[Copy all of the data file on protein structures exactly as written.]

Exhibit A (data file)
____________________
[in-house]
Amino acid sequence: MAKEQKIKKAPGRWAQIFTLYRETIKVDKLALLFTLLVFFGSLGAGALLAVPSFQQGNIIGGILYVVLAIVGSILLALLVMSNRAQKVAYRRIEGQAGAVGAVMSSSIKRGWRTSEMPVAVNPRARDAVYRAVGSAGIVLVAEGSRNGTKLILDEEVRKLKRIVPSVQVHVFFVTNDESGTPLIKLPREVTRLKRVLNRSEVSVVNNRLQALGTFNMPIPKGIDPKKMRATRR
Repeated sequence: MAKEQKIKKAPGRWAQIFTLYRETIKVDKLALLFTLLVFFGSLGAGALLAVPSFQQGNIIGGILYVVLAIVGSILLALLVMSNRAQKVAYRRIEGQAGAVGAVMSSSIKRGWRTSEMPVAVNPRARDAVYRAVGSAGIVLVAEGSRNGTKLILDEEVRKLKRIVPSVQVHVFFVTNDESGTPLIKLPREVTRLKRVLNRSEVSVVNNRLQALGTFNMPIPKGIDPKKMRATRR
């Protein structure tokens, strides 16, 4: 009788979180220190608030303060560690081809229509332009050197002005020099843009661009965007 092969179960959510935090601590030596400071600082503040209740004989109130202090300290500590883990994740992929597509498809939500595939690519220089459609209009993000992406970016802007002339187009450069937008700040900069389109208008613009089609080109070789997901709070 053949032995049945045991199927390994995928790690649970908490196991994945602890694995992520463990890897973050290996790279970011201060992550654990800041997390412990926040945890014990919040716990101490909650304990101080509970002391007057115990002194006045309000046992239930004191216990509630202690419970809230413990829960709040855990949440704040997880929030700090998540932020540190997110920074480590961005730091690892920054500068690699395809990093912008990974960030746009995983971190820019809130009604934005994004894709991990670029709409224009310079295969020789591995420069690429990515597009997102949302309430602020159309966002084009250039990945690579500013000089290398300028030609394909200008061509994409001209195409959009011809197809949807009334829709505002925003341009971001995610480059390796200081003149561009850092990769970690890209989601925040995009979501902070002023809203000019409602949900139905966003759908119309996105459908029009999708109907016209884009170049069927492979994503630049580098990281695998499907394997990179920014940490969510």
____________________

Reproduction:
[in-house]
Amino acid sequence: MAKEQKIKKAPGRWAQIFTLYRETIKVDKLALLFTLLVFFGSLGAGALLAVPSFQQGNIIGGILYVVLAIVGSILLALLVMSNRAQKVAYRRIEGQAGAVGAVMSSSIKRGWRTSEMPVAVNPRARDAVYRAVGSAGIVLVAEGSRNGTKLILDEEVRKLKRIVPSVQVHVFFVTNDESGTPLIKLPREVTRLKRVLNRSEVSVVNNRLQALGTFNMPIPKGIDPKKMRATRR
Repeated sequence: MAKEQKIKKAPGRWAQIFTLYRETIKVDKLALLFTLLVFFGSLGAGALLAVPSFQQGNIIGGILYVVLAIVGSILLALLVMSNRAQKVAYRRIEGQAGAVGAVMSSSIKRGWRTSEMPVAVNPRARDAVYRAVGSAGIVLVAEGSRNGTKLILDEEVRKLKRIVPSVQVHVFFVTNDESGTPLIKLPREVTRLKRVLNRSEVSVVNNRLQALGTFNMPIPKGIDPKKMRATRR
């Protein structure tokens, strides 16, 4: 009788979180220190608030303060560690081809229509332009050197002005020099843009661009965007 092969179960959510935090601590030596400071600082503040209740004989109130202090300290500590883990994740992929597509498809939500595939690519220089459609209009993000992406970016802007002339187009450069937008700040900069389109208008613009089609080109070789997901709070 053949032995049945045991199927390994995928790690649970908490196991994945602890694995992520463990890897973050290996790279970011201060992550654990800041997390412990926040945890014990919040716990101490909650304990101080509970002391007057115990002194006045309000046992239930004191216990509630202690419970809230413990829960709040855990949440704040997880929030700090998540932020540190997110920074480590961005730091690892920054500068690699395809990093912008990974960030746009995983971190820019809130009604934005994004894709991990670029709409224009310079295969020789591995420069690429990515597009997102949302309430602020159309966002084009250039990945690579500013000089290398300028030609394909200008061509994409001209195409959009011809197809949807009334829709505002925003341009971001995610480059390796200081003149561009850092990769970690890209989601925040995009979501902070002023809203000019409602949900139905966003759908119309996105459908029009999708109907016209884009170049069927492979994503630049580098990281695998499907394997990179920014940490969510």